There are so many fantastic ways to make your dental hygiene resume standout and yet so few people are using them. One of them in particular is an absolute must.
Color TV sets came to life in the late 1960s (thank you General Electric), while color computer monitors came about in the late 1970 (thank you Apple Computers), and consumer grade desktop color printing came along in the late 1980s (primarily Canon, HP, and Lexmark). And we haven’t looked back, right? Nobody is clamoring to buy a black and white TV set. Why? Because color is so much more interesting.
So why is it that in 2014, with all the advancements in electronic displays and printers that we are still producing black and white resumes?
We tend to think of resumes as like a instruction manual or a contract, not worthy of any life or vibrancy. But a resume is a marketing piece. It’s sole purpose is to market you as a great dental hygiene candidate for a job you are competing for. When companies create marketing pieces, do they do them in black and white? Not any more.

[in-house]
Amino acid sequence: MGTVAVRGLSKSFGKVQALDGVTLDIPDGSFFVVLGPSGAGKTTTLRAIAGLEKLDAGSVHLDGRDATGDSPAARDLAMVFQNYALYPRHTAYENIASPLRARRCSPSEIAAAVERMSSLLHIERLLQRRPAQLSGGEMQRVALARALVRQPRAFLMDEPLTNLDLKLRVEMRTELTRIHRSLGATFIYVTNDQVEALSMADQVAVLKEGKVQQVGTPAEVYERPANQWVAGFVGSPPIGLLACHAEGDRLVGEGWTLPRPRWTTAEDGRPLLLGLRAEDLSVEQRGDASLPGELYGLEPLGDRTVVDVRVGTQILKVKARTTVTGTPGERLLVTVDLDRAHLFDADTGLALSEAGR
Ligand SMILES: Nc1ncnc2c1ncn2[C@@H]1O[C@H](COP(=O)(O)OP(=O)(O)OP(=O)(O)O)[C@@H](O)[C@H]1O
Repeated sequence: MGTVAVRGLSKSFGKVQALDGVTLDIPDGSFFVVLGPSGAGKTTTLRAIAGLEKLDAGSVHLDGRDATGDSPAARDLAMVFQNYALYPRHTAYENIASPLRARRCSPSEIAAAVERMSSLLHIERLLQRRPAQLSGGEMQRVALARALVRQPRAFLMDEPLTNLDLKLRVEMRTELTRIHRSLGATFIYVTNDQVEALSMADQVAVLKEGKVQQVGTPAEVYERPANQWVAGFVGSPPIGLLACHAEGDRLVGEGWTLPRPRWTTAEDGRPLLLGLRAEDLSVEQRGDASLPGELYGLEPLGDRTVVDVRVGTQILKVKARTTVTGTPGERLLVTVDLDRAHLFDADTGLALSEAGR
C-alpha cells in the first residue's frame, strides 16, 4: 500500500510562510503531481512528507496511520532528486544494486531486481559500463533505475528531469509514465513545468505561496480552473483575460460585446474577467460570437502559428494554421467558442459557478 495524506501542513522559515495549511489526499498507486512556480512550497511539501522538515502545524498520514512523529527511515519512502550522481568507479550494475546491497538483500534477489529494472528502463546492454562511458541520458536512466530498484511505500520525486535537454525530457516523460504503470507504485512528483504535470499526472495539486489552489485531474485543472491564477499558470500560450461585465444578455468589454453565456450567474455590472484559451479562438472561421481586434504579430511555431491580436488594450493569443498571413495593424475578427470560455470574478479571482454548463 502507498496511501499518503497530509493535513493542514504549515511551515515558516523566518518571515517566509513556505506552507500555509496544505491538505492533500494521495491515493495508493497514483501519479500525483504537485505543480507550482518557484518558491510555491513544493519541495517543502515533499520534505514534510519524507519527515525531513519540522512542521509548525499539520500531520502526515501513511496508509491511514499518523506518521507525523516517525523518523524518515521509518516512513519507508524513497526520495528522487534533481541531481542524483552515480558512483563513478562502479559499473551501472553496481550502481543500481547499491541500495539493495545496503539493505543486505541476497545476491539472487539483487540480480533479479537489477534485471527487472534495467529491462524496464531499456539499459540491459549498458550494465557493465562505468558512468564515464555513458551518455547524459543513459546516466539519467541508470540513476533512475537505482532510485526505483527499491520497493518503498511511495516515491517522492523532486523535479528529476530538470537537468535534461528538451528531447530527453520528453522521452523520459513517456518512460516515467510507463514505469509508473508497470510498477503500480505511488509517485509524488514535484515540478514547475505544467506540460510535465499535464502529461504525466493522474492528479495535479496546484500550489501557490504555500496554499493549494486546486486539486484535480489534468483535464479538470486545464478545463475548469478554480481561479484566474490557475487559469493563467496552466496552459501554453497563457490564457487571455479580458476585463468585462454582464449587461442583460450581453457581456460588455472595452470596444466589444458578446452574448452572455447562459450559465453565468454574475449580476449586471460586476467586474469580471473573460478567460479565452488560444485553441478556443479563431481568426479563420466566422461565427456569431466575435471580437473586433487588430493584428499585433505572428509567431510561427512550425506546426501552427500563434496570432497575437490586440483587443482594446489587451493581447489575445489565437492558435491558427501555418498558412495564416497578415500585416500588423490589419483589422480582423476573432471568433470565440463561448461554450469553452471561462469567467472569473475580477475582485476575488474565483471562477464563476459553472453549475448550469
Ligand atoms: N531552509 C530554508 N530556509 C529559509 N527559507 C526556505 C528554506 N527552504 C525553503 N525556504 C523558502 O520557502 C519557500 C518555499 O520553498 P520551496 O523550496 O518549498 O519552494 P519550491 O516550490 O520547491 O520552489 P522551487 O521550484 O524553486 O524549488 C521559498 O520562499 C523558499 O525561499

Add Color and REALLY Stand Out
Color will take an average resume and make it great. And you don’t have to have 15 years of experience to claim the right to use color – everyone can use color.
Yet so few do. In fact, only about 5 percent of the dental hygiene resumes I see have color on them – it’s rare. This is another reason to use it – because no one else is it will make yours stand out all the more. I think it will be a long time before there are more color resumes than black and white. I would guess most of you will be retired by that time so use it to your advantage.
How and Where
Don’t go crazy with it. It would be a mistake to color everything. You have to do it in small doses to get the best affect and it’s mostly to help guide the employer through your resume. Keep nearly all of your text black. Here are four places I recommend adding color:
- Your name
- Section Headings (Work History, Education, Skills, etc)
- Lines and bars (graphics that create divisions on your page)
- Photos (your picture or possibly a different graphic of your choice that is tasteful)
Let me save you some time by advising you to avoid using color paper. Unless you want to spend quite a bit of time, you may find it frustrating to come up with the right combination of color paper and color ink. Ultimately, I believe the best combination right now is a non-textured, white matte paper with a with a weight that is somewhere between standard photo copy paper and cardstock.